D2 is also the interrupt pin.
  Each time the pulse arrives then a counter is incremented
  Every 1 second this is displayed on the serial output and converted into a frequency.
  Pulses per second are converted to the actual frequency, as there is a divide by 16 in the circuit.

  A 1.44" SPI LCD has been added to display the information.
  Details of the display are here:
  The pin connections are:

  10/01/2017 Code written - Matt Little
  10/01/2017 Added LCD display - Matt Little
  11/1/2017 Added pixel display for freq - Matt Little

  Libraries used:
  Adafruit TFT GFX library
  Guide for using the Library is here:


#include <SPI.h>
#include <Adafruit_GFX.h>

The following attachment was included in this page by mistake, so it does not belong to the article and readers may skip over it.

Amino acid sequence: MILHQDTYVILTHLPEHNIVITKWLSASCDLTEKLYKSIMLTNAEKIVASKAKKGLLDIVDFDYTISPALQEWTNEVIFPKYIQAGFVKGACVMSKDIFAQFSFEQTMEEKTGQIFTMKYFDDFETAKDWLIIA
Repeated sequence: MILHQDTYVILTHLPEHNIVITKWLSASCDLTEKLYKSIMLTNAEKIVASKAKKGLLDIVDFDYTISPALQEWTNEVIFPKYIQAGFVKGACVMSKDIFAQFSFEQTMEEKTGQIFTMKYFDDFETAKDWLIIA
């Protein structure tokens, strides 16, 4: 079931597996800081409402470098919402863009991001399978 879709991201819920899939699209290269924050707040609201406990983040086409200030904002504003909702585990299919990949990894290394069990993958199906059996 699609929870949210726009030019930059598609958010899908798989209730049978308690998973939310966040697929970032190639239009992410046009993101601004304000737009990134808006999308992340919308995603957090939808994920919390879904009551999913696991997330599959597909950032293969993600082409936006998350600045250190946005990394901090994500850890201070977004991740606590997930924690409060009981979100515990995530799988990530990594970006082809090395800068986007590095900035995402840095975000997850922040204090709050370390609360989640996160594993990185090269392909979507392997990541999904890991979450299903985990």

#include <TFT_ILI9163C.h> // Color definitions #define BLACK 0x0000 #define BLUE 0x001F #define RED 0xF800 #define GREEN 0x07E0 #define CYAN 0x07FF #define MAGENTA 0xF81F #define YELLOW 0xFFE0 #define WHITE 0xFFFF /* Teensy3.x and Arduino's You are using 4 wire SPI here, so: MOSI: 11//Teensy3.x/Arduino UNO (for MEGA/DUE refere to arduino site) MISO: 12//Teensy3.x/Arduino UNO (for MEGA/DUE refere to arduino site) SCK: 13//Teensy3.x/Arduino UNO (for MEGA/DUE refere to arduino site) the rest of pin below: */ #define __CS 10 #define __DC 9 /* Teensy 3.x can use: 2,6,9,10,15,20,21,22,23 Arduino's 8 bit: any DUE: check arduino site If you do not use reset, tie it to +3V3 */ TFT_ILI9163C tft = TFT_ILI9163C(__CS, __DC); // Variables for the Pulse Counter int batinterrupt = 0; // Pulse Counter Interrupt - This is pin D2 of arduino - which is INT1 long int pulseCounter = 0; // Holds the number of pulses float previousfrequency; // Holds the oprevious pulse counter for blanking on LCD float frequency = 0; float maxFrequency = 0; // Holds the max frequency value float previousMaxFrequency = 0; // Holds the max frequency value float aveNonZeroFreq = 0; // Holds the average non-xero freq float previousAveNonZeroFreq = 0; // Holds the average non-xero freq int aveNonZeroIndex = 0; // Holds the number of samples in the nonZeroFreq value (for averaging) long int previousMillis = 0; // Holds the previous millis value for timing int sampleTime = 1000; // This is the sample period in milliseconds long int graphCounter = 0; // Holds the number of pulses float frequencyGraph = 0; float previousFrequencyGraph = 0; long int previousMillisGraph = 0; // Holds the previous millis value for graphing int sampleTimeGraph = 10; // This is the sample period in milliseconds for graphing int graphIndex = 0; //****************INITIALISE ROUTINE****************************** void setup() { Serial.begin(115200); // Set up a serial output for data display and changing parameters attachInterrupt(batinterrupt, pulse, RISING); // This sets up our Interrupt Service Routine (ISR) for flow tft.begin(); tft.setRotation(0); // Set up the display tft.setTextColor(GREEN); tft.setTextSize(0); tft.setCursor(95, 9); tft.println("kHz"); tft.setTextColor(GREEN); tft.setTextSize(0); tft.setCursor(0, 0); tft.println("AVE:"); tft.setTextColor(RED); tft.setTextSize(0); tft.setCursor(0, 20); tft.println("MAX:"); tft.setTextColor(BLUE); tft.setTextSize(0); tft.setCursor(64, 20); tft.println("NZA:"); // Initialise the graph display tft.drawFastHLine(10, 118, 118, YELLOW); tft.drawFastVLine(10, 38, 85, YELLOW); // Add x axis segements tft.drawFastVLine(30, 118, 5, YELLOW); tft.drawFastVLine(50, 118, 5, YELLOW); tft.drawFastVLine(70, 118, 5, YELLOW); tft.drawFastVLine(90, 118, 5, YELLOW); tft.drawFastVLine(110, 118, 5, YELLOW); // Add y axis segements tft.drawFastHLine(5, 118, 5, YELLOW); tft.drawFastHLine(5, 108, 5, YELLOW); tft.drawFastHLine(5, 98, 5, YELLOW); tft.drawFastHLine(5, 88, 5, YELLOW); tft.drawFastHLine(5, 78, 5, YELLOW); tft.drawFastHLine(5, 68, 5, YELLOW); tft.drawFastHLine(5, 58, 5, YELLOW); tft.drawFastHLine(5, 48, 5, YELLOW); tft.drawFastHLine(5, 38, 5, YELLOW); tft.setTextColor(WHITE); tft.setTextSize(0); tft.setCursor(2, 70); tft.println("f"); tft.setCursor(60, 120); tft.println("t"); } // //*********** The flow interrupt************** void pulse() { // Increment the pulse counter pulseCounter++; graphCounter++; } void loop() { if (millis() >= (previousMillis + sampleTime)) { previousMillis = millis(); // The parameters we are interested in are: // Average Frequency // Max Frequency // Average non-zero frequency // AVERAGE FREQUENCY //frequency = ((pulsecounter*16)*(1000/sampleTime))/1000; // This is the frequency in kHz frequency = (((float)pulseCounter * 16.0) / (float)sampleTime); // This is the frequency in kHz (Quicker algorithm) if(aveNonZeroIndex>0) { aveNonZeroFreq = aveNonZeroFreq/(float)aveNonZeroIndex; } else { aveNonZeroFreq = 0; } updateFreq(); // Disply the frequency on the LCD previousMaxFrequency = maxFrequency; maxFrequency = 0; // Reset the max freq for next reading previousAveNonZeroFreq = aveNonZeroFreq; aveNonZeroFreq = 0; // Reset the freq for next reading aveNonZeroIndex = 0; // Reset index for next reading previousfrequency = frequency; // Output Freq to serial port for monitoring (if required) Serial.println(frequency); pulseCounter = 0; // Reset the pulse counter resetGraphFreq(); } if (millis() >= (previousMillisGraph + sampleTimeGraph)) { updateGraph(); } } void updateFreq() { // The parameters we are interested in are: // Average Frequency // Max Frequency // Average non-zero frequency // AVERAGE FREQUENCY // This subroutine displays the average frequency on the LCD display // Display the frequency on the LCD tft.setCursor(30, 0); tft.setTextColor(BLACK); tft.setTextSize(2); tft.println(previousfrequency); tft.setCursor(30, 0); tft.setTextColor(GREEN); tft.setTextSize(2); tft.println(frequency); // MAX FREQUENCY // This subroutine displays the average frequency on the LCD display // Display the frequency on the LCD tft.setCursor(30, 20); tft.setTextColor(BLACK); tft.setTextSize(0); tft.println(previousMaxFrequency); tft.setCursor(30, 20); tft.setTextColor(RED); tft.setTextSize(0); tft.println(maxFrequency); // AVERAGE NON-ZERO FREQUENCY // This subroutine displays the average frequency on the LCD display // Display the frequency on the LCD tft.setCursor(94, 20); tft.setTextColor(BLACK); tft.setTextSize(0); tft.println(previousAveNonZeroFreq); tft.setCursor(94, 20); tft.setTextColor(BLUE); tft.setTextSize(0); tft.println(aveNonZeroFreq); } void updateGraph() { // This subroutine displays a graph of the frequency against time previousMillisGraph = millis(); frequencyGraph = (((float)graphCounter * 16.0) / (float)sampleTimeGraph); // This is the frequency in kHz // // PIXEL PLOT // // Here we want to plot a pixel to indicate the frequency // tft.drawPixel((10+graphIndex),(117-frequencyGraph),BLUE); // LINE PLOT // We plot a line from the prefvious freqneucy value to the new frequency value // A line is drawn from x0,y0 to x1,y1 graphIndex++; tft.drawLine((10 + graphIndex), (117 - previousFrequencyGraph), (11 + graphIndex), (117 - frequencyGraph), BLUE); // Here we calculate the max and the non-zero average // MAX FREQUENCY if (frequencyGraph > maxFrequency) { maxFrequency = frequencyGraph; } // AVERAGE NON-ZERO FREQUENCY if(frequencyGraph>0.00) { aveNonZeroFreq = aveNonZeroFreq+frequencyGraph; aveNonZeroIndex++; // Increment the number of points } previousFrequencyGraph = frequencyGraph; // Store the previous graph freq graphCounter = 0; // Reset the pulse counter // We can show over 1 second of data, actually around 1.17 seconds if (graphIndex >= 117) { // Blank graph screen and reset graph index // fillRect(uint16_t x0, uint16_t y0, uint16_t w, uint16_t h, uint16_t color); tft.fillRect(11, 30, 117, 88, BLACK); graphIndex = 0; resetGraphFreq(); } } void resetGraphFreq() { // This subroutine resets the graphing parameters to remove timing errors that occur from slow writes to LCD // The time taken for resetting the graph causes an error with the display (more pulses come in) // So here we reset the graph gounter and graph time to adjust for this graphCounter = 0; // Reset the pulse counter previousMillisGraph = millis(); // Resets the update }